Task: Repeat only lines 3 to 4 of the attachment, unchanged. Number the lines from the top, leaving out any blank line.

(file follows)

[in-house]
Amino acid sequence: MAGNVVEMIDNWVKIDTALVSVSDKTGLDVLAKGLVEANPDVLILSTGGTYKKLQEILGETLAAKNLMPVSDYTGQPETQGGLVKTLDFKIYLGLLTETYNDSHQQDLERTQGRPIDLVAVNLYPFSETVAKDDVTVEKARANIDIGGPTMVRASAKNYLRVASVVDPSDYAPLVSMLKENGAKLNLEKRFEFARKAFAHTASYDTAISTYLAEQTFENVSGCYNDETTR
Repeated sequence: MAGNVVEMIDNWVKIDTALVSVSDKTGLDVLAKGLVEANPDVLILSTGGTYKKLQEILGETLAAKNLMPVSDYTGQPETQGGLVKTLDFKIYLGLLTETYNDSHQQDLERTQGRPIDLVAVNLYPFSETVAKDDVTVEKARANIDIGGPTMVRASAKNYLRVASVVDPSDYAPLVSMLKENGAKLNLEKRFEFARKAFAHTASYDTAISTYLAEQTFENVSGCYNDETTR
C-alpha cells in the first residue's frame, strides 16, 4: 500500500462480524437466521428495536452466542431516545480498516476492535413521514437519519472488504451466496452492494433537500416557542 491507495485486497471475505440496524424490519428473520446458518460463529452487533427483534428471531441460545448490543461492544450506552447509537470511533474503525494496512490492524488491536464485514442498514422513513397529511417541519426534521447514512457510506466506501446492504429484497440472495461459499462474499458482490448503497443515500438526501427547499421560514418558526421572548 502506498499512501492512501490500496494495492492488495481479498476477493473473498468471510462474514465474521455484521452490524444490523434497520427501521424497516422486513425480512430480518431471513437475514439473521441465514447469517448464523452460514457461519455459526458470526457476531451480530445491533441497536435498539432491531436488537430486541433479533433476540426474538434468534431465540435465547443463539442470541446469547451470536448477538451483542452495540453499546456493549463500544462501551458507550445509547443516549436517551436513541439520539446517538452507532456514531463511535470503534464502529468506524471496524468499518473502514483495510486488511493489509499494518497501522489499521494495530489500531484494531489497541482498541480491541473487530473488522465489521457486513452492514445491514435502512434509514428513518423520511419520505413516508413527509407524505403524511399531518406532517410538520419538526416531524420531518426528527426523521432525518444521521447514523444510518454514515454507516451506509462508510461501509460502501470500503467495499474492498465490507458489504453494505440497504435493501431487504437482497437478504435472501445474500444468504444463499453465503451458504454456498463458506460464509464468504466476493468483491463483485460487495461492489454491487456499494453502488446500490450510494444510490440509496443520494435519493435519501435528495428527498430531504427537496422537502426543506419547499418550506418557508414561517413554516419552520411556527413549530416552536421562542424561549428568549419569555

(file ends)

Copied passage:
Repeated sequence: MAGNVVEMIDNWVKIDTALVSVSDKTGLDVLAKGLVEANPDVLILSTGGTYKKLQEILGETLAAKNLMPVSDYTGQPETQGGLVKTLDFKIYLGLLTETYNDSHQQDLERTQGRPIDLVAVNLYPFSETVAKDDVTVEKARANIDIGGPTMVRASAKNYLRVASVVDPSDYAPLVSMLKENGAKLNLEKRFEFARKAFAHTASYDTAISTYLAEQTFENVSGCYNDETTR
C-alpha cells in the first residue's frame, strides 16, 4: 500500500462480524437466521428495536452466542431516545480498516476492535413521514437519519472488504451466496452492494433537500416557542 491507495485486497471475505440496524424490519428473520446458518460463529452487533427483534428471531441460545448490543461492544450506552447509537470511533474503525494496512490492524488491536464485514442498514422513513397529511417541519426534521447514512457510506466506501446492504429484497440472495461459499462474499458482490448503497443515500438526501427547499421560514418558526421572548 502506498499512501492512501490500496494495492492488495481479498476477493473473498468471510462474514465474521455484521452490524444490523434497520427501521424497516422486513425480512430480518431471513437475514439473521441465514447469517448464523452460514457461519455459526458470526457476531451480530445491533441497536435498539432491531436488537430486541433479533433476540426474538434468534431465540435465547443463539442470541446469547451470536448477538451483542452495540453499546456493549463500544462501551458507550445509547443516549436517551436513541439520539446517538452507532456514531463511535470503534464502529468506524471496524468499518473502514483495510486488511493489509499494518497501522489499521494495530489500531484494531489497541482498541480491541473487530473488522465489521457486513452492514445491514435502512434509514428513518423520511419520505413516508413527509407524505403524511399531518406532517410538520419538526416531524420531518426528527426523521432525518444521521447514523444510518454514515454507516451506509462508510461501509460502501470500503467495499474492498465490507458489504453494505440497504435493501431487504437482497437478504435472501445474500444468504444463499453465503451458504454456498463458506460464509464468504466476493468483491463483485460487495461492489454491487456499494453502488446500490450510494444510490440509496443520494435519493435519501435528495428527498430531504427537496422537502426543506419547499418550506418557508414561517413554516419552520411556527413549530416552536421562542424561549428568549419569555